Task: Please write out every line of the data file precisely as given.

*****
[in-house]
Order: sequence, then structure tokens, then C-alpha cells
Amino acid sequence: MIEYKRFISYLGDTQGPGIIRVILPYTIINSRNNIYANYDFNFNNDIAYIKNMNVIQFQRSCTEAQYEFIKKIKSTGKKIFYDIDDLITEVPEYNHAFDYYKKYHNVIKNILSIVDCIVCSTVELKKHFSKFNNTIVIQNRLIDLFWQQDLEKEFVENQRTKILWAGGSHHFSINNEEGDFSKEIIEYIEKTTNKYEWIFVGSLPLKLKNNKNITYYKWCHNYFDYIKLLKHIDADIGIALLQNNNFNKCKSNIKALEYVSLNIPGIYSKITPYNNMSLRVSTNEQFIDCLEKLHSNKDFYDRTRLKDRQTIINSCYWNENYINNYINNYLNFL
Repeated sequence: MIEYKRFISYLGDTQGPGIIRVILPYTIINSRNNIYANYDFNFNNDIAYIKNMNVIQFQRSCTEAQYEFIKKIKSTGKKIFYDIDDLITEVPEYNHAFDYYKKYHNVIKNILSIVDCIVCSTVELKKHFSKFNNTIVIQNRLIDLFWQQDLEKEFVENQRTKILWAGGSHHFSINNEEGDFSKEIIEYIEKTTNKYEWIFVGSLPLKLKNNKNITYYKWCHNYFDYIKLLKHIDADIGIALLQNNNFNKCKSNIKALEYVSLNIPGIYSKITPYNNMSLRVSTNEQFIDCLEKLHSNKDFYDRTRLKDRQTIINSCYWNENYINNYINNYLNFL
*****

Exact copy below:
[in-house]
Order: sequence, then structure tokens, then C-alpha cells
Amino acid sequence: MIEYKRFISYLGDTQGPGIIRVILPYTIINSRNNIYANYDFNFNNDIAYIKNMNVIQFQRSCTEAQYEFIKKIKSTGKKIFYDIDDLITEVPEYNHAFDYYKKYHNVIKNILSIVDCIVCSTVELKKHFSKFNNTIVIQNRLIDLFWQQDLEKEFVENQRTKILWAGGSHHFSINNEEGDFSKEIIEYIEKTTNKYEWIFVGSLPLKLKNNKNITYYKWCHNYFDYIKLLKHIDADIGIALLQNNNFNKCKSNIKALEYVSLNIPGIYSKITPYNNMSLRVSTNEQFIDCLEKLHSNKDFYDRTRLKDRQTIINSCYWNENYINNYINNYLNFL
Repeated sequence: MIEYKRFISYLGDTQGPGIIRVILPYTIINSRNNIYANYDFNFNNDIAYIKNMNVIQFQRSCTEAQYEFIKKIKSTGKKIFYDIDDLITEVPEYNHAFDYYKKYHNVIKNILSIVDCIVCSTVELKKHFSKFNNTIVIQNRLIDLFWQQDLEKEFVENQRTKILWAGGSHHFSINNEEGDFSKEIIEYIEKTTNKYEWIFVGSLPLKLKNNKNITYYKWCHNYFDYIKLLKHIDADIGIALLQNNNFNKCKSNIKALEYVSLNIPGIYSKITPYNNMSLRVSTNEQFIDCLEKLHSNKDFYDRTRLKDRQTIINSCYWNENYINNYINNYLNFL